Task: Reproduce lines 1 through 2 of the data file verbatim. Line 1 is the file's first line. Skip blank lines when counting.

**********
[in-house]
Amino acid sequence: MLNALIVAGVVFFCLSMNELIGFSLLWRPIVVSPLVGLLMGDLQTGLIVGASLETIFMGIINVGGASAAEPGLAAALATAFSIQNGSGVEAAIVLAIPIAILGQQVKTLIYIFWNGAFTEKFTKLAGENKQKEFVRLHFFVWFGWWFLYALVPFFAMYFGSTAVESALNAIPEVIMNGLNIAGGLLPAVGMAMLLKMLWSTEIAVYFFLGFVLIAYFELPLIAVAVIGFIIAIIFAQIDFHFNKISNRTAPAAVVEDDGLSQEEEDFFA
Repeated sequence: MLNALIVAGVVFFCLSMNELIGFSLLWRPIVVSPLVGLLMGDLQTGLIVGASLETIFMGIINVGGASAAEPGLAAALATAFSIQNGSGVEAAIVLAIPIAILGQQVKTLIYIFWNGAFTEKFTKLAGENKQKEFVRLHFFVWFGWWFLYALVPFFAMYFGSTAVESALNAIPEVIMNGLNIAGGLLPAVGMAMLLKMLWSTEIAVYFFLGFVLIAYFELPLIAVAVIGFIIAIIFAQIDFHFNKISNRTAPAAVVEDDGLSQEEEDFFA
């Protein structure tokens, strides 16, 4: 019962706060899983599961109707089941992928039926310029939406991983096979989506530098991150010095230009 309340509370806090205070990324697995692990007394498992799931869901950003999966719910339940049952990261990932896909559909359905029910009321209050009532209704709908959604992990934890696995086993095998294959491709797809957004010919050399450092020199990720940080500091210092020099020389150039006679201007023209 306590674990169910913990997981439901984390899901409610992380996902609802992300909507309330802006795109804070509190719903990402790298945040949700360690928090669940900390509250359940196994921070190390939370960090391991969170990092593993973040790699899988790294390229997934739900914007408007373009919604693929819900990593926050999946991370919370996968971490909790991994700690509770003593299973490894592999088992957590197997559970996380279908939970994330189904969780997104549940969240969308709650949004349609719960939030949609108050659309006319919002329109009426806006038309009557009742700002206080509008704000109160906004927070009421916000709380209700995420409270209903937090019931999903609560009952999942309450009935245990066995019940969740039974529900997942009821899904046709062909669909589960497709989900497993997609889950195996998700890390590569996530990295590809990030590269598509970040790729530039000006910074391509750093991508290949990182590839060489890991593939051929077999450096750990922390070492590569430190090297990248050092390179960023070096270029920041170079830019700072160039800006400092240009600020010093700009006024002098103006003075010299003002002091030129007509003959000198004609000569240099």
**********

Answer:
[in-house]
Amino acid sequence: MLNALIVAGVVFFCLSMNELIGFSLLWRPIVVSPLVGLLMGDLQTGLIVGASLETIFMGIINVGGASAAEPGLAAALATAFSIQNGSGVEAAIVLAIPIAILGQQVKTLIYIFWNGAFTEKFTKLAGENKQKEFVRLHFFVWFGWWFLYALVPFFAMYFGSTAVESALNAIPEVIMNGLNIAGGLLPAVGMAMLLKMLWSTEIAVYFFLGFVLIAYFELPLIAVAVIGFIIAIIFAQIDFHFNKISNRTAPAAVVEDDGLSQEEEDFFA